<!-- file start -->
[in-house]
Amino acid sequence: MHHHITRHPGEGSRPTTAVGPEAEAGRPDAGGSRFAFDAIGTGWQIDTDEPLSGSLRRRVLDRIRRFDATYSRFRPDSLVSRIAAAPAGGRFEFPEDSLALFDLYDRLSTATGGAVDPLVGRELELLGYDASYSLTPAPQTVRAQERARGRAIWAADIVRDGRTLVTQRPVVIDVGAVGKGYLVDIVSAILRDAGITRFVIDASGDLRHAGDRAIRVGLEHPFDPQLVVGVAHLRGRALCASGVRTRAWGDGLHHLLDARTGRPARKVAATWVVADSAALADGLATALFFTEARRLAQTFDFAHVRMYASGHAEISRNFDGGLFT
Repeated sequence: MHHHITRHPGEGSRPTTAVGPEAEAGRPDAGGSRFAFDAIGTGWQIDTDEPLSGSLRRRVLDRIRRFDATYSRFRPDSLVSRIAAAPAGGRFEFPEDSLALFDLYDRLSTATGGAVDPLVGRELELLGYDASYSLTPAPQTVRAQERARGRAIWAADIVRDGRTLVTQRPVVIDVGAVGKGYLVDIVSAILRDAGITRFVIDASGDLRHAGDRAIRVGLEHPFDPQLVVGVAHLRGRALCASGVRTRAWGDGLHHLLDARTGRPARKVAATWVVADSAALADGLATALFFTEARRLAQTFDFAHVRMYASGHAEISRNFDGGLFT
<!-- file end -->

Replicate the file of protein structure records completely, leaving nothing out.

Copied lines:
[in-house]
Amino acid sequence: MHHHITRHPGEGSRPTTAVGPEAEAGRPDAGGSRFAFDAIGTGWQIDTDEPLSGSLRRRVLDRIRRFDATYSRFRPDSLVSRIAAAPAGGRFEFPEDSLALFDLYDRLSTATGGAVDPLVGRELELLGYDASYSLTPAPQTVRAQERARGRAIWAADIVRDGRTLVTQRPVVIDVGAVGKGYLVDIVSAILRDAGITRFVIDASGDLRHAGDRAIRVGLEHPFDPQLVVGVAHLRGRALCASGVRTRAWGDGLHHLLDARTGRPARKVAATWVVADSAALADGLATALFFTEARRLAQTFDFAHVRMYASGHAEISRNFDGGLFT
Repeated sequence: MHHHITRHPGEGSRPTTAVGPEAEAGRPDAGGSRFAFDAIGTGWQIDTDEPLSGSLRRRVLDRIRRFDATYSRFRPDSLVSRIAAAPAGGRFEFPEDSLALFDLYDRLSTATGGAVDPLVGRELELLGYDASYSLTPAPQTVRAQERARGRAIWAADIVRDGRTLVTQRPVVIDVGAVGKGYLVDIVSAILRDAGITRFVIDASGDLRHAGDRAIRVGLEHPFDPQLVVGVAHLRGRALCASGVRTRAWGDGLHHLLDARTGRPARKVAATWVVADSAALADGLATALFFTEARRLAQTFDFAHVRMYASGHAEISRNFDGGLFT